Last week I wrote an op-ed in the Vancouver Sun about university sexual assault policies. One of the things I tried to do there was to draw a connection between some of the questions in that area and my own research into knowledge and contextualism. I tried to make the case that a kind of contextualist fallacy lies behind some attitudes about university sexual assault policies. I still think that's plausible and interesting, although there are certainly competing possible explanations. But a tweet I received in response definitely commits the contextualist fallacy.
The contextualist fallacy is the failure to attend to the context-sensitivity of language, allowing for the construction of a superficially apparently-valid argument that is in fact fallacious. For example, the word 'now' is context-sensitive. Sometimes when it is used, it refers to 9:47 am Monday, Jan 18. (In fact, that's the time that word refers to when I utter it right now.) Here is a true sentence:
1. It is before 10:00 Monday right now.
Actually, although it is before 10:00, it's not very far before 10:00, when I have to teach. So I'd better come back and finish this post later.

Wednesday, January 13, 2016

Hypocrisy, Self-Defeat, and other Ad Hominem Arguments

You learn in intro-level critical thinking to distinguish criticizing a position from criticizing a person holding a position. Doing the latter is an ad hominem argument. (The latin literally means 'to the person'.) In this dialogue, Frank makes an ad hominem argument:
Jill: The minimum wage should be higher. It is important that employees be able to make a living wage, and economic studies indicate that raising the minimum wage will probably not significantly reduce employment.
Frank: Jill often keeps her library books past the due date. Don't listen to her, the minimum wage is fine as it is.
This is a really blatant ad hominem; Frank is ignoring Jill's argument, and instead saying something about Jill herself—in this case, something completely irrelevant. But one can have ad hominems without this kind of irrelevance, as in this version of the case:
Jill: The minimum wage should be higher. It is important that employees be able to make a living wage, and economic studies indicate that raising the minimum wage will probably not significantly reduce employment.
Frank: Jill works a minimum-wage job, so her motives aren't pure. The minimum wage is fine as it is.
This version is less off-the-wall—one can actually imagine Frank arguing in this way—but it's also pretty clearly an ad hominem. Frank has ignored the argument Jill made, and is instead focusing on Jill herself.

Argumentum ad hominem is typically recognized as an argumentative fallacy. Perhaps sometimes it's appropriate to argue about the person—perhaps, for example, in some electoral cases, one of the main questions we're interested in is what kind of a person is this?. But establishing something bad about a person making an argument is not to be confused with arguing against the conclusion. So much is, I think, pretty much obvious, once it's spelled out. But there are at least two kinds of cases where ad hominem arguments can be misleadingly tempting.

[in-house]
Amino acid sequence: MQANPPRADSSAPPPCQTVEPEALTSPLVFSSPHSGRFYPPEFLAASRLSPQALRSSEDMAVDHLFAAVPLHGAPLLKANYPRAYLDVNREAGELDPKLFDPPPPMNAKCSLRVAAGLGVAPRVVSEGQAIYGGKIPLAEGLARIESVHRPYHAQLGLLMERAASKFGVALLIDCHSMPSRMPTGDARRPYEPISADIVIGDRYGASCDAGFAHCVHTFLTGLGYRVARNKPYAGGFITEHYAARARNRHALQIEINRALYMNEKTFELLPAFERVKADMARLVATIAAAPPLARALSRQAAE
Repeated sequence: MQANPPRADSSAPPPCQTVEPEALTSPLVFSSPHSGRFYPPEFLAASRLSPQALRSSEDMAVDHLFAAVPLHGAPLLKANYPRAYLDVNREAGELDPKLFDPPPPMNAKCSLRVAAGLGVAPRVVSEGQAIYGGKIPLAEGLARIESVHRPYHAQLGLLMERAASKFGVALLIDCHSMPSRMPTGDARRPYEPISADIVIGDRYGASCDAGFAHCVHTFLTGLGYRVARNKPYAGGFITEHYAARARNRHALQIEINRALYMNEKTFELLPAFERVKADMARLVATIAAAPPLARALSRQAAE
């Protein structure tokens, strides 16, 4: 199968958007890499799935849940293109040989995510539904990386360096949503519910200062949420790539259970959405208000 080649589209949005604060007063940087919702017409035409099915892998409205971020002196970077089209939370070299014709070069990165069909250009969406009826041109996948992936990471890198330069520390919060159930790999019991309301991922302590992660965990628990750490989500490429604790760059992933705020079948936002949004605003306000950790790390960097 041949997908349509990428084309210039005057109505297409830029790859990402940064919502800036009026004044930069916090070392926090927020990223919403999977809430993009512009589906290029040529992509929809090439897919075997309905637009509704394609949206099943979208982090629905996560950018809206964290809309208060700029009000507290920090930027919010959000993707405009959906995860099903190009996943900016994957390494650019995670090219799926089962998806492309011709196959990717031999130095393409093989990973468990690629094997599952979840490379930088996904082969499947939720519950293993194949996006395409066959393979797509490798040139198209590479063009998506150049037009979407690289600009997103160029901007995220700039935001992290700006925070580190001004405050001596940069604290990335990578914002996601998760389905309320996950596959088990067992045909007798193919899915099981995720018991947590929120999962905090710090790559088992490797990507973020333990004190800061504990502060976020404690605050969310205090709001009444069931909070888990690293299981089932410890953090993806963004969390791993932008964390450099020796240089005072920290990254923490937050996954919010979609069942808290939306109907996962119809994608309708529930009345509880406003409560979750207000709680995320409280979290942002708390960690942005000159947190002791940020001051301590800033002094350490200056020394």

Consider arguments involving hypocrisy. Someone is hypocritical when one condemns behaviour of which one is oneself guilty. When Newt Gingrich got all high-and-mighty about Bill Clinton's marital infidelity while at the very same time carrying on with a secret affair, that was hypocrisy. When people are guilty of hypocrisy, it can feel pretty satisfying to call them out for it—it's a strong rhetorical move. But it's also argumentum ad hominem. It says something about the person making the argument, rather than about the argument or conclusion itself.
Jill: The minimum wage should be higher. It is important that employees be able to make a living wage, and economic studies indicate that raising the minimum wage will probably not significantly reduce employment.
Frank: Jill doesn't really care about people making a living wage—her company profits tremendously from underpaying its employees.
Frank may succeed in getting people not to listen to Jill with this argument, but he does so in a way that totally ignores the content of what she actually said. Her argument is about what employees need and the relationship between minimum wages and unemployment. Frank has totally ignored that argument, and focused on Jill instead. That's the definition of ad hominem. If you don't care about Jill and only want to know what to think about the minimum wage, Frank's argument is just a distraction. Accusing people of hypocrisy is ad hominem.

The same goes, I think, for at least some self-defeat arguments. In my introductory epistemology course this week, we're discussing radical skepticism—the view that nobody knows or has any reason to believe pretty much anything. (Think about all the possible ways any of your beliefs could be wrong—you could even be a brain in a vat!) One charge people often level against this view is that it is self-defeating in the following sense: no skeptic can coherently claim to know, or have reason to believe, that skepticism is true. One imagines winning an argument with a skeptic, perhaps along lines like these:
Jill: Nobody knows anything. After all, it's possible to be deceived about any possible belief.
Frank: Jill can't possibly know what she's talking about, because if she did, then that would be some knowledge someone has.
Frank's argument is clever, and he might even convince people not to listen to Jill. But his argument is ad hominem. He says that Jill is being inconsistent in a certain kind of way, not that the content of her view is. Jill has given an argument having to do with the possibility of error—the argument does not depend on there being any individual who can coherently endorse it. Frank has ignored Jill's argument, and attacked Jill herself. That's the definition of an ad hominem argument.

One difference between this last kind of ad hominem and more prototypical cases is that it doesn't depend on particular contingencies of Jill's—there's a kind of argument template that one could use against any skeptic. But that's just to say that one is prepared to give an ad hominem argument against anyone who thinks radical skepticism is true. But this isn't an argument against radical skepticism itself.

Here is a coherent hypothesis: nobody knows anything. Arguing that nobody could know it is a very different thing from arguing that it's false. The self-defeat argument only does the former; it is ad hominem.